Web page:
Our inventions say a lot about our desires, our dreams and aspirations for a better future. They express the best of us, our deep desire to improve humanity’s lot. They also give an almost comical insight into our less noble side – our desires to “get rich quick” and to never get off the couch, relegating the messy business of sustaining our lives to the machinery we’ve invented to surround us.

Besides my love of modeling, in my career as a writer and editor focusing on do-it-yourself media and technology, I have always been keenly interested in garage-borne innovation and bursts of game-changing creative genius.

These interests, model making and the nature of invention, perfectly converge in Ann and Alan Rothschild’s Inventing a Better Mousetrap. Their impressive patent model collection (4,000 models and counting) forms the heart of this beautiful, informative, and entertaining book.

The Rothschilds not only share with us some of their more interesting and important models, and the models’ often equally interesting histories, but they also offer insights into the spirit and specifics of the time, giving context to these inventions, some of which changed the course of American history and the literal engines that powered it.

Ironically, we have recently reentered the era of the design model. We now have 3D design programs and desktop 3D printers for rapidly visualizing and prototyping our ideas. A lot of the innovations around 3D designing, scanning, and printing have come to us from the so-called Maker Movement which has emerged over the past decade. This new identity as a “maker” – bestowed upon hobbyists, tinkerers, crafters, amateur robot builders, and anyone else who cares to assume the mantel—has inspired a new generation in search of innovative potential in America (as well as other regions of the world). In this “permission to play” ethos, with its open source sharing of ideas and project plans over the Internet, and through events like global Maker Faires, true and disruptive innovations are being incubated. The consumer desktop 3D printer, desktop CNC routing robots, and cheap and easy to understand and program tiny computers, like the Arduino and the Raspberry Pi, have all grown out of the Maker Movement.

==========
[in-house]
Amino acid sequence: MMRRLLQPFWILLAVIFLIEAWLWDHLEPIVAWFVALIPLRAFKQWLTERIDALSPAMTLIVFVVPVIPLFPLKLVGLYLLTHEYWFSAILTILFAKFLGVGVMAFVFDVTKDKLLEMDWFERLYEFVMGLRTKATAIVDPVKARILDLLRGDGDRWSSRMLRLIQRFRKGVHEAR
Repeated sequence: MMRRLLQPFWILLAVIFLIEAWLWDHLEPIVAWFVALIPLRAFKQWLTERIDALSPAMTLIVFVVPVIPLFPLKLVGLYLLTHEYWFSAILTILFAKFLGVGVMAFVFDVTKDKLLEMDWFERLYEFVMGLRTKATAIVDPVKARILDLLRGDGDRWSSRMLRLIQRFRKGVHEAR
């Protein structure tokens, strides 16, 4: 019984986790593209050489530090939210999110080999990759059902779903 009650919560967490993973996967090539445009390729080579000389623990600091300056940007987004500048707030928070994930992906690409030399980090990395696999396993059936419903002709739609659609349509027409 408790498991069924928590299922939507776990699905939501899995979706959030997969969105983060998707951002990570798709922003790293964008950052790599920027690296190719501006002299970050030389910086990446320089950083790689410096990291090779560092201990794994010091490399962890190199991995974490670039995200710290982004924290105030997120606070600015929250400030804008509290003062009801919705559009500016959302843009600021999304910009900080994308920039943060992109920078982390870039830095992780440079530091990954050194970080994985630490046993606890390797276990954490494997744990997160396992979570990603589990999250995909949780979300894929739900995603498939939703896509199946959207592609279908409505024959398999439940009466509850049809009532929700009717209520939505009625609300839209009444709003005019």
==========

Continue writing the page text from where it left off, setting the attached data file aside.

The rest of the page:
In President Obama’s 2009 inauguration speech, the ears of every maker listening pricked up when he issued a call to “. . . the risk-takers, the doers, the makers of things.” It was these makers and risk-takers who forged a United States out of a liberated British colony. And who will now help forge the early 21st Century.

In the true hands-on spirit of making, Inventing a Better Mousetrap even includes six patent models that you can build yourself. The patent model was a way of making what might be a complex, hard-to-understand mechanism clearer to patent examiners and to the general public (many patent models were—and still are—on display at The Smithsonian, the U.S. Patent Office, and elsewhere). Seeing is believing. Using this book, you can get hands-on with these models of American ingenuity by building replicas of six submitted patent models.

And it is also in the spirit of DIY that Ann and Alan Rothschild are to be commended. They turned a personal passion for patent model collecting into an important historical project that benefits us all and comes to full fruition with this book.

A new generation of risk-takers, doers, and makers will hopefully be inspired by those who have come before and by the models and maps of their discovery process that they left for us—and that Alan and Ann have so thoughtfully preserved and present to you now.

Gareth Branwyn
Author and chronicler of DIY media and technology
Former Editorial Director of Make: magazine